Copenhagen: Bolivia, Sudan, Venezuela and S.A. set to humiliate Obama
December 18, 2009 | Highlights from Politico.com
On Friday morning, Obama warned delegates that U.S. offers of funding for poor nations would remain on the table “if and only if” developing nations, including China, agreed to international monitoring of their greenhouse gas emissions. [...]
Back home, senators critical to getting a climate bill through Congress have stressed that developing nations must submit to international monitoring — particularly if they want the U.S. to pay hundreds of billions to help combat the destructive impact of climate change.
“The only way we’ll be successful in America is for countries like China and India to make an equivalent commitment,” said Sen. Lindsey Graham (R-S.C.), who is crafting a bipartisan climate bill. “We’re not going to unilaterally disarm.”
While Obama emphasized the U.S. commitment to taking action on climate change, he did not set a deadline for specific Senate action on the climate bill. [...]
Overnight reports that world leaders had agreed to a tentative final climate change deal in Copenhagen were greatly exaggerated — and the outcome of the COP-15 conference was still very much up in the air when Air Force One touched down at 9:01 a.m. local time. [...]
After addressing the delegates, Obama met with Chinese Premier Wen Jiabao for close to an hour to discuss emissions goals, verification mechanisms and climate financing. The lack of agreement between China and the U.S. — the world’s two largest greenhouse gas emitters — has been a major stumbling block in the talks.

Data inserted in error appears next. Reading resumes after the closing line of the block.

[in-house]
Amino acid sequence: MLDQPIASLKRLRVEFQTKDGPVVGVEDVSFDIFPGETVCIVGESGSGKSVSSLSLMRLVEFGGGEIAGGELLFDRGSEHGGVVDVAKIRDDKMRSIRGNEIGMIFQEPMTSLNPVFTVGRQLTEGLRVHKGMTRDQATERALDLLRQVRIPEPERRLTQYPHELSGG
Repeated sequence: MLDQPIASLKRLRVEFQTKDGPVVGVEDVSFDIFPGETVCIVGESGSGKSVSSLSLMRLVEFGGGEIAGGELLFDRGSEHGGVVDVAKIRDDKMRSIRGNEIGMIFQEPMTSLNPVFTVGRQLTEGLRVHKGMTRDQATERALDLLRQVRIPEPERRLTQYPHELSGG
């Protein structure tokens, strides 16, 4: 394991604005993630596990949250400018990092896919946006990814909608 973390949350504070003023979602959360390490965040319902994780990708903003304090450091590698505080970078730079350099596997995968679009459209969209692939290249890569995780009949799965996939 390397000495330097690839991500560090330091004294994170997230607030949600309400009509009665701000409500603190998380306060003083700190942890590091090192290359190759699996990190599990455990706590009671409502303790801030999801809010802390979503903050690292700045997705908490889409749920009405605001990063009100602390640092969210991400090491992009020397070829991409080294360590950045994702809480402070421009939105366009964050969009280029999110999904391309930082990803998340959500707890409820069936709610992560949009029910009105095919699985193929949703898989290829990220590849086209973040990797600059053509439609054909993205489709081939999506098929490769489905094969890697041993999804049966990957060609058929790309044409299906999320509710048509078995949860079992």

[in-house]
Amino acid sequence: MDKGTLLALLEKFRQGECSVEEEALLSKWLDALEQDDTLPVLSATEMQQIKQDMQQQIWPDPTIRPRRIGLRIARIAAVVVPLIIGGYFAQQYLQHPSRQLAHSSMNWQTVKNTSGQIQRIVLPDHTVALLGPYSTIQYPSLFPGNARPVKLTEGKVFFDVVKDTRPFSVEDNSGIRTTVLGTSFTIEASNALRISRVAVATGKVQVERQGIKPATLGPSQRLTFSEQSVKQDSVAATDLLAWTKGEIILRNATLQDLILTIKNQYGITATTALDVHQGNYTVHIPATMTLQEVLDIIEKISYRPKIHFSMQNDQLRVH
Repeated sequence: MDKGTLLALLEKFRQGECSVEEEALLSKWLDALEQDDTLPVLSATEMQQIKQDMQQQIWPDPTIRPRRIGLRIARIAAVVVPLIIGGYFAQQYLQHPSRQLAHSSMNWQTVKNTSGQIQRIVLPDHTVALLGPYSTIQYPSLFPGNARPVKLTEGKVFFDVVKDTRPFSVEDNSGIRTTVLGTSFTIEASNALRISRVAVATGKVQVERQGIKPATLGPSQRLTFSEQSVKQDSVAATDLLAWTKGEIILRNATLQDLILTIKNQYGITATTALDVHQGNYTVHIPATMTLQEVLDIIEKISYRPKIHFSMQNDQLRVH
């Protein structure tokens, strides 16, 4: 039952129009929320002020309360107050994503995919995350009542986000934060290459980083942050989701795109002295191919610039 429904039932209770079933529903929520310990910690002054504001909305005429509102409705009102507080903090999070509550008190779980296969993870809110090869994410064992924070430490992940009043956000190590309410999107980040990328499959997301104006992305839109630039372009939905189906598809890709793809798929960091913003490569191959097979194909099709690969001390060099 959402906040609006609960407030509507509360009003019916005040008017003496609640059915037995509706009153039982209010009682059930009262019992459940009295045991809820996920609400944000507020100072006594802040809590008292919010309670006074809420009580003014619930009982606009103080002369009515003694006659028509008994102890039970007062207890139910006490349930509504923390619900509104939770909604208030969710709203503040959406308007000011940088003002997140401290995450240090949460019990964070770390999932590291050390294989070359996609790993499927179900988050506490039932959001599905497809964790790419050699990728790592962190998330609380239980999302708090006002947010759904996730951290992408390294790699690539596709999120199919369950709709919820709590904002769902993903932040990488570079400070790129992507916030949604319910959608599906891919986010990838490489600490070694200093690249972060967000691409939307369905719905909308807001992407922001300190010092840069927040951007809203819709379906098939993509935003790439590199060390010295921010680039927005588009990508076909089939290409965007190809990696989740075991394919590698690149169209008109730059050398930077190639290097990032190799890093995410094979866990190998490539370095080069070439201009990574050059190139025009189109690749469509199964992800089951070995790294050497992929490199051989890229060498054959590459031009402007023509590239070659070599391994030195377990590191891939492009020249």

A White house official described the discussion as “constructive” and said that the two leaders asked their negotiators to get together one-on-one after the meeting. [...]
One key sticking point: a demand by industrialized nations that the document produced here be legally binding, the so-called “operational” agreement Secretary of State Hillary Clinton spoke about yesterday.
… none of the several drafts circulating in Copenhagen represented even the bones of a final deal, with many key issues still in flux and time running out. Moreover, U.S. predictions that roadblocks could be thrown up by smaller countries seemed to be coming true, with last-minute objections voiced by Venezuela, Bolivia, Sudan and Saudi Arabia, according to people familiar with talks. [...]
An official with a developing nation told Reuters that rich nations were offering to cut their carbon emissions by 80 percent by 2050, a proposal that had been rejected by developing nations. Developing nations have always insisted on the need for mid-term targets…